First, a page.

When it comes to recognizing what is soulish and what is spiritual, one must turn to God. If the human turns to himself and asks this question, it will only cause an endless loop in the human's logic circuits and internal programming. There is no way that self, that is the soul by itself, will know which is spiritual and which is soulish. Paul wrote, "But the natural man does not receive the things of the Spirit of God, for they are foolishness to him; nor can he know them, because they are spiritually discerned." ( 1 Cor. 2:14; top ) Thus it is utter foolishness to attempt to wrest from ourselves an answer to the question of whether we are acting soulishly or spiritually. Only God can answer that question.
This fact dovetails directly into Paul's third characteristic of a genuine Christian - that of putting no confidence in the flesh. At the risk of getting ahead of ourselves in examining this list of characteristics, we must recognize that the flesh and the soul are not entirely synonymous though they too can be inseparable at times. The "flesh" refers to the sinful nature which exerts great influence over the soul it but it is not exactly the same thing as the soul. Anything done independently of God, that is through the strength of the flesh and apart from the empowering grace of God, is a sin. This is because every action done in obedience to God is done in faith and every action done outside of faith in God is sin. (see Heb. 11:6 ; Rom. 14:23; top )
For example, the mind controlled by the sinful nature is enmity against God but the mind controlled by the spirit is peace and joy. ( Rom. 8:6-7; top ) So we see that the mind, a part of the soul, can be controlled by the sinful nature or by the spirit brought to life by the Holy Spirit. Those who put their faith in their own soulish abilities - to answer the questions of life, to give direction in life - are being controlled by the flesh, the sin nature inherited from Adam, and thus open to influence or control by demonic spirits as well. Thus one who continues to ask himself, "Is this a soulish action or a spiritual action?" is already operating in the realms of the flesh from which he will never escape until he directs that question to God. And this is but one example of how religious thoughts can still keep one trapped under the power of the sinful nature or perhaps even the demonic.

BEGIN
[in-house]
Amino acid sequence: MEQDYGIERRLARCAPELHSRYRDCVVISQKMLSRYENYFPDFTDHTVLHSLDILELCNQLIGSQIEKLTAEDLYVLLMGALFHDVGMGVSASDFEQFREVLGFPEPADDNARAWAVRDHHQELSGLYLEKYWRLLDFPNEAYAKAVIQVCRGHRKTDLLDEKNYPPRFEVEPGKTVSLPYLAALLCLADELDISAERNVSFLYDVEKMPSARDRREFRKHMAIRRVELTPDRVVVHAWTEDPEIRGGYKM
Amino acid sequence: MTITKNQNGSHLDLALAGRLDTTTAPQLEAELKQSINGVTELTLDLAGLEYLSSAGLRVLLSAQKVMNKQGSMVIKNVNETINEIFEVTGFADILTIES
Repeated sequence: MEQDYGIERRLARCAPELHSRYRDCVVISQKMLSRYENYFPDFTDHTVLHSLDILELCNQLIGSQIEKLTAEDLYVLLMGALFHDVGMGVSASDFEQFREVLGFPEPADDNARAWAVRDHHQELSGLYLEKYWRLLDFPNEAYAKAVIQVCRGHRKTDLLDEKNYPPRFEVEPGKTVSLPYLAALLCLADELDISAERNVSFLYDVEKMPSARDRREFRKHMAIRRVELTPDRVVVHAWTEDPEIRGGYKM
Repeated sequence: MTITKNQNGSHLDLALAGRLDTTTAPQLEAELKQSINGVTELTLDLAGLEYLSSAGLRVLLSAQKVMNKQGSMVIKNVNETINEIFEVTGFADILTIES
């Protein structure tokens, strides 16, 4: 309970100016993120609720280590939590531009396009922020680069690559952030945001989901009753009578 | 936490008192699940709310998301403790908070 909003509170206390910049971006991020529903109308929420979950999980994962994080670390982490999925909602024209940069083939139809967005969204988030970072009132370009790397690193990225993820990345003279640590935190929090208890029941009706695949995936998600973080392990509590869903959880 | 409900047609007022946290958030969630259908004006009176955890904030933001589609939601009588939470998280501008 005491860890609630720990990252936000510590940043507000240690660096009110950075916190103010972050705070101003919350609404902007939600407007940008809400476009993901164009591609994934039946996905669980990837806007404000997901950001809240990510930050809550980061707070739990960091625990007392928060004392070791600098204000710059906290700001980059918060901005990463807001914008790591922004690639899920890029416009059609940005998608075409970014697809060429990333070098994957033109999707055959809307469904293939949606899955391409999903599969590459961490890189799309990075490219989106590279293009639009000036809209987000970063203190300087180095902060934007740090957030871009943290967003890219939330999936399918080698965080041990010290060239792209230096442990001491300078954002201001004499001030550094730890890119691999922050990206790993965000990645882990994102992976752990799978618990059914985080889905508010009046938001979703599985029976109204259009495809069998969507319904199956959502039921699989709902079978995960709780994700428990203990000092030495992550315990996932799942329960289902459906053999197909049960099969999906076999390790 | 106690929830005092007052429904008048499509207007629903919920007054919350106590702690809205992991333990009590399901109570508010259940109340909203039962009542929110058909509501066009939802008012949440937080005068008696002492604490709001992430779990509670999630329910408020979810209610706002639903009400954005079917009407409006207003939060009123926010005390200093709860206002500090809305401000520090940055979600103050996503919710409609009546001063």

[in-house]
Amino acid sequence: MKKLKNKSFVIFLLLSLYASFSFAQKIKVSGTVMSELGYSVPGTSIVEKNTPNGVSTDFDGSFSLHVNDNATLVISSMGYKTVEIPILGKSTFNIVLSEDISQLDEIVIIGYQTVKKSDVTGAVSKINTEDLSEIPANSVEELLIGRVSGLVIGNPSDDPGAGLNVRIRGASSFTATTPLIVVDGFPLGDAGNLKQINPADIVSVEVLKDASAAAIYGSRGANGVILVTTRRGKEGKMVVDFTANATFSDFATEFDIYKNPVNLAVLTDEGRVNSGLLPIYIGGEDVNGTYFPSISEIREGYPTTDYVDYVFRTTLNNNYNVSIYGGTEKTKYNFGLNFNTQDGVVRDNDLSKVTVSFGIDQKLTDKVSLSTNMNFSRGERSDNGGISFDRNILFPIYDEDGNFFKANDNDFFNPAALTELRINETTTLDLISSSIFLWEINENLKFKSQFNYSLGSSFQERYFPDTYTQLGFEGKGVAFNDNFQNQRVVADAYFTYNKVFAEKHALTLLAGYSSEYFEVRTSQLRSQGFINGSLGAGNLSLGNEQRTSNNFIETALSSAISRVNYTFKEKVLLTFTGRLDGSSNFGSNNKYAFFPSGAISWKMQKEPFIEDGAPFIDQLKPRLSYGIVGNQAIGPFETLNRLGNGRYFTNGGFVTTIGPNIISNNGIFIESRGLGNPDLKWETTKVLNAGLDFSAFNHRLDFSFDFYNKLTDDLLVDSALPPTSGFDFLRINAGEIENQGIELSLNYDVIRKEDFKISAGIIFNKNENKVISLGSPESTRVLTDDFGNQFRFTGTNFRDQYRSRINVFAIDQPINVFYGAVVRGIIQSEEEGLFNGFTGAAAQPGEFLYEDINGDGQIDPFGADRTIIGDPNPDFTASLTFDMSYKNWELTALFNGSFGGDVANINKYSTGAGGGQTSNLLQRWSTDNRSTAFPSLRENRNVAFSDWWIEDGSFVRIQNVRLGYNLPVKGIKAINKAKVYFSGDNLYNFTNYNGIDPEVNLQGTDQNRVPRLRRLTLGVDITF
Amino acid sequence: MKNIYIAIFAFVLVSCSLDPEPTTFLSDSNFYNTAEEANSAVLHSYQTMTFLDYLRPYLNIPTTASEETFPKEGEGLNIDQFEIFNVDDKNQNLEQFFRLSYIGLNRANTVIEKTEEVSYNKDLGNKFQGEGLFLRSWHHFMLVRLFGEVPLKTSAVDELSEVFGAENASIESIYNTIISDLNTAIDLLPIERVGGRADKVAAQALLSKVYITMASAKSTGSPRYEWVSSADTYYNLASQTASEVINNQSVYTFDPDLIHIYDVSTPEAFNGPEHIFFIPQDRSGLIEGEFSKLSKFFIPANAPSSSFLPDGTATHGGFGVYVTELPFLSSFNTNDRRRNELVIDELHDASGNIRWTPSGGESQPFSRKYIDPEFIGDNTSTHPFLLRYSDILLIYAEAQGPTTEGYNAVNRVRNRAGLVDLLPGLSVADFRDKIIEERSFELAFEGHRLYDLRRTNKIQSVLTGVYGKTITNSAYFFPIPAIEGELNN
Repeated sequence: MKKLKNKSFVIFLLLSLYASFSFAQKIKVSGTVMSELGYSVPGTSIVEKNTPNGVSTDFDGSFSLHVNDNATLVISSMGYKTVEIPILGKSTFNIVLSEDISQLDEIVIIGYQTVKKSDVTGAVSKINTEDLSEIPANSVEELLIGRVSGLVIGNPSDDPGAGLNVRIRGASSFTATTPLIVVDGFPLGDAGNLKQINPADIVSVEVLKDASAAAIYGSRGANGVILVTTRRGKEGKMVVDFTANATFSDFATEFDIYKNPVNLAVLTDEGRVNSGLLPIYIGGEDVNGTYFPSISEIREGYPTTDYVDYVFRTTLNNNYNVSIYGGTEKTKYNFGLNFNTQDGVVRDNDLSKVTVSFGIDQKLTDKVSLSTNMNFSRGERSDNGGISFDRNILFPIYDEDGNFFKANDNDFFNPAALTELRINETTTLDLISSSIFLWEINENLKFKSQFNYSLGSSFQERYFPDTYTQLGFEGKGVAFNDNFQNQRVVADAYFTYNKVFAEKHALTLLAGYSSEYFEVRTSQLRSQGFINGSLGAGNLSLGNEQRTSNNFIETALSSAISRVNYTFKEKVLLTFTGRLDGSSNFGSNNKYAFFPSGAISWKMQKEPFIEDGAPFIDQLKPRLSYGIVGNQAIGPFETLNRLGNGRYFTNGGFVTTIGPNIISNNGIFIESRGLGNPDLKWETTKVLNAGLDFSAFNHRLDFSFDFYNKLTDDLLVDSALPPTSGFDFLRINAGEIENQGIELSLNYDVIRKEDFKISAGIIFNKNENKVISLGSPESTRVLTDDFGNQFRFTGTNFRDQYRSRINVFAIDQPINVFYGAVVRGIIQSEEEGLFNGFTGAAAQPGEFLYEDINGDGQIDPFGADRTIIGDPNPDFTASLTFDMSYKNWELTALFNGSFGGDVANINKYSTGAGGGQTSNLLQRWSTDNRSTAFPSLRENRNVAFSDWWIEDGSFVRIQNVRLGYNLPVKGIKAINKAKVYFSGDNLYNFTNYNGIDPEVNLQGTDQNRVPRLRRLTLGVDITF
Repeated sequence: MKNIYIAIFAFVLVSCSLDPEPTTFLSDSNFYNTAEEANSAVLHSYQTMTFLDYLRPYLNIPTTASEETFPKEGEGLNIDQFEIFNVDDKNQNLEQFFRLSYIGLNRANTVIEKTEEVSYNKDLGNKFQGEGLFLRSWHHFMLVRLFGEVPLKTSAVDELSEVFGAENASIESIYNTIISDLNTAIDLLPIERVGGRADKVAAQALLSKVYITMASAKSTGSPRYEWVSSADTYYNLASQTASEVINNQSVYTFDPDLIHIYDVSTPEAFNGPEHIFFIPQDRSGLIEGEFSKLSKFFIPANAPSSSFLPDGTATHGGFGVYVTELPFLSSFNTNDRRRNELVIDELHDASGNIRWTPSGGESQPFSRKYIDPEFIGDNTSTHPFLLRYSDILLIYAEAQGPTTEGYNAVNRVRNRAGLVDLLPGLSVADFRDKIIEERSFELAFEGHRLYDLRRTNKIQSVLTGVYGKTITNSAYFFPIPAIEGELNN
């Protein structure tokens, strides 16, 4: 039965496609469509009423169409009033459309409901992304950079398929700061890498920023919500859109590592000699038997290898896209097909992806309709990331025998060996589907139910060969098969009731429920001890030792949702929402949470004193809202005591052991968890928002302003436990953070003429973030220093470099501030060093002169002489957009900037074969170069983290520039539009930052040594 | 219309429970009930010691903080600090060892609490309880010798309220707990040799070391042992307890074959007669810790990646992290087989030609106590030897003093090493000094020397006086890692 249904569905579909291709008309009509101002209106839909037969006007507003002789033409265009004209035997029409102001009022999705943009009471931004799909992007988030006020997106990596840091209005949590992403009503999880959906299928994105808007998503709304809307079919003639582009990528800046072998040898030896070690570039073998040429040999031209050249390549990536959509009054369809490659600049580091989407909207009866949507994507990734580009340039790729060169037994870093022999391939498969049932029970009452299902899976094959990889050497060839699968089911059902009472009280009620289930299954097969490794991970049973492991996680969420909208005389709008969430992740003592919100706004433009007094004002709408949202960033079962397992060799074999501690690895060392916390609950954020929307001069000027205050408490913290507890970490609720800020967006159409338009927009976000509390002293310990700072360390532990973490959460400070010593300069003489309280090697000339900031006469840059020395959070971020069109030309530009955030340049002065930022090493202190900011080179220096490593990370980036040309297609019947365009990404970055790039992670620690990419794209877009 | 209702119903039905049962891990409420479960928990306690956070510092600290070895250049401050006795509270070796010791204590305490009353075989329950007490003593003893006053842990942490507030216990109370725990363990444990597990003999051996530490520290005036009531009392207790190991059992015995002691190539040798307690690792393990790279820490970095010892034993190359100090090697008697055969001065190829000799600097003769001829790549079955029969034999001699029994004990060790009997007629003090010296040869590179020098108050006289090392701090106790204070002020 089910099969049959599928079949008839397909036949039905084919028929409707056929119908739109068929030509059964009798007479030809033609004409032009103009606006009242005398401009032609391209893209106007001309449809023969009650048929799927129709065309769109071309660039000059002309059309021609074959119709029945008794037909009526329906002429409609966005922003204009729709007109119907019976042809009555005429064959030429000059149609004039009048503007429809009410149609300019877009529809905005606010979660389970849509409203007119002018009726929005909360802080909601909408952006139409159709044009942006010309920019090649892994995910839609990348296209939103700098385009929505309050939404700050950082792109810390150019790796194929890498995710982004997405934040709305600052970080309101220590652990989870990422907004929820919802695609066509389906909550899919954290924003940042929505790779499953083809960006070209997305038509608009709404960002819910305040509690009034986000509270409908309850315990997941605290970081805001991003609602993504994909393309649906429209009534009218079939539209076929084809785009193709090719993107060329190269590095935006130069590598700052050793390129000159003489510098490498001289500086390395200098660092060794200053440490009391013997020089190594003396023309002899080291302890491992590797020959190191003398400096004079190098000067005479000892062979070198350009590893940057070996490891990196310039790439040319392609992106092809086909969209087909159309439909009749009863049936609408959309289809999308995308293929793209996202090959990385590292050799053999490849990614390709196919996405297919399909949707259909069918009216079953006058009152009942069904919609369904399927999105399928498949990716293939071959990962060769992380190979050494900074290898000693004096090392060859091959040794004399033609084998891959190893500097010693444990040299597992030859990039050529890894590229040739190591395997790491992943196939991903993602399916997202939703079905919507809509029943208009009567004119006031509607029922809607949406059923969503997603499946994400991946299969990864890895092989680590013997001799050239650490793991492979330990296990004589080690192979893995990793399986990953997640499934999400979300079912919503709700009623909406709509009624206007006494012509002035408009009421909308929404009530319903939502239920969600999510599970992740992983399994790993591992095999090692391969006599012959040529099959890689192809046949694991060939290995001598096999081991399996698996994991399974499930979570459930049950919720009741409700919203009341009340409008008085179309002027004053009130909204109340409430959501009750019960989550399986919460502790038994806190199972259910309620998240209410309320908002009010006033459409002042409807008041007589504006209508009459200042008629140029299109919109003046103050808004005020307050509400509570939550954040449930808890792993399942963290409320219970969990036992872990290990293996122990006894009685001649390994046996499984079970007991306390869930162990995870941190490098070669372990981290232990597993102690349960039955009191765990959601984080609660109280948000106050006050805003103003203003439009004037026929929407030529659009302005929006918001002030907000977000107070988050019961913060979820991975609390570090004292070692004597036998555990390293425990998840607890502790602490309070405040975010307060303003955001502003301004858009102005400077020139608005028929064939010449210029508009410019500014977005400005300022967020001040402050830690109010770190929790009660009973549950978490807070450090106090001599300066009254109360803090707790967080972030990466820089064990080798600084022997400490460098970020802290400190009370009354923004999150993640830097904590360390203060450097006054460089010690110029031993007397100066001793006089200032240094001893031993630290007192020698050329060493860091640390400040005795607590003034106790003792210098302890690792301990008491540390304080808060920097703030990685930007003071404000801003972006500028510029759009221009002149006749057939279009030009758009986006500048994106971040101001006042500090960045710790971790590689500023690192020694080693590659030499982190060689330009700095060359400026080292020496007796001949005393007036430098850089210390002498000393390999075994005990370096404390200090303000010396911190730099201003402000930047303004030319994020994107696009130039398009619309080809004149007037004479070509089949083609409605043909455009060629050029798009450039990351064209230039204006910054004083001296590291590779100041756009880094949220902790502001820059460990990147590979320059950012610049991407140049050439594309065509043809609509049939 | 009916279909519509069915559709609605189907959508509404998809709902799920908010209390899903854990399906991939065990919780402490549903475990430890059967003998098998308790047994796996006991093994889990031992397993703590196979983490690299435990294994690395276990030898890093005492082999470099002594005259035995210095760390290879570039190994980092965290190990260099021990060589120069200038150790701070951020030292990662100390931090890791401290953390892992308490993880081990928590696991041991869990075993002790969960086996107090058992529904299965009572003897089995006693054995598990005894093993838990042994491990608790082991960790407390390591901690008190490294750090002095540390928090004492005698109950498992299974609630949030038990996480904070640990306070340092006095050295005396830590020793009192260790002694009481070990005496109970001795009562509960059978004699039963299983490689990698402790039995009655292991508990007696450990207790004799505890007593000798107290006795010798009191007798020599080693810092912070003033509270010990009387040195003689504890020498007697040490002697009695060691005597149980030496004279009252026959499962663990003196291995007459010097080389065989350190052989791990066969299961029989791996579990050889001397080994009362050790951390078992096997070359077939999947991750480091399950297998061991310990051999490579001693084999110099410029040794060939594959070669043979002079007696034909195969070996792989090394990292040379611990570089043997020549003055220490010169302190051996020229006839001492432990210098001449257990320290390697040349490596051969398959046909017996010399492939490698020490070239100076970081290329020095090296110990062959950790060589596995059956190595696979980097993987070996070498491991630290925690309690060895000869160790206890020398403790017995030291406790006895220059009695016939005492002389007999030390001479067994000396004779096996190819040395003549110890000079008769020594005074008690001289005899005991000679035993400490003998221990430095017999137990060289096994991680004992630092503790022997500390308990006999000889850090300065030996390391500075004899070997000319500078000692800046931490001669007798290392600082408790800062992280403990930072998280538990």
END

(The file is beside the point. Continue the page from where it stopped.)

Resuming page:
But Paul is equally saying that the genuinely consecrated Christian must worship God by the Spirit of God. That is to say, that a person cannot truly worship God without the assistance of the Holy Spirit. This statement will strike many people as odd - but that is because, for the most part, we have a warped idea of what worship is. Worship is not singing songs in unison before someone gives a Bible-based lecture, though one can indeed worship God in that setting. Worship is not reading the Psalms aloud to a crowd of people, though one can indeed worship God in that setting.
These vocal and corporate aspects can be a part of worshiping God, but if they involve only the mind, will and emotions, never reach the spirit of the man, and are not given life by the Spirit of God, they are just as carnal an act as anything else the religious soul can do. Nor is worship just the outward acts of singing and reading. True worship is how we live each and every moment of our lives. But again, if we only live our lives in the soul - in the activities and powers of our mind, will and emotions - we have not relied upon the Holy Spirit, there is no faith in our actions and we have not pleased God for "without faith, it is impossible to please God." ( Heb. 11:6; top )
It is the failure to distinguish between soulish "worship" and true worship which makes many modern "churches" dangerously deceptive. One can practice all these religious things and never touch or be touched by the Spirit of God. Those warm fuzzy feelings one gets when one is surrounded by people singing in the power of their soul will seem, to the uninitiated and unwary, to be the very Presence of God. Only when one has truly been often aware of the Presence of God will one be able to recognize the difference.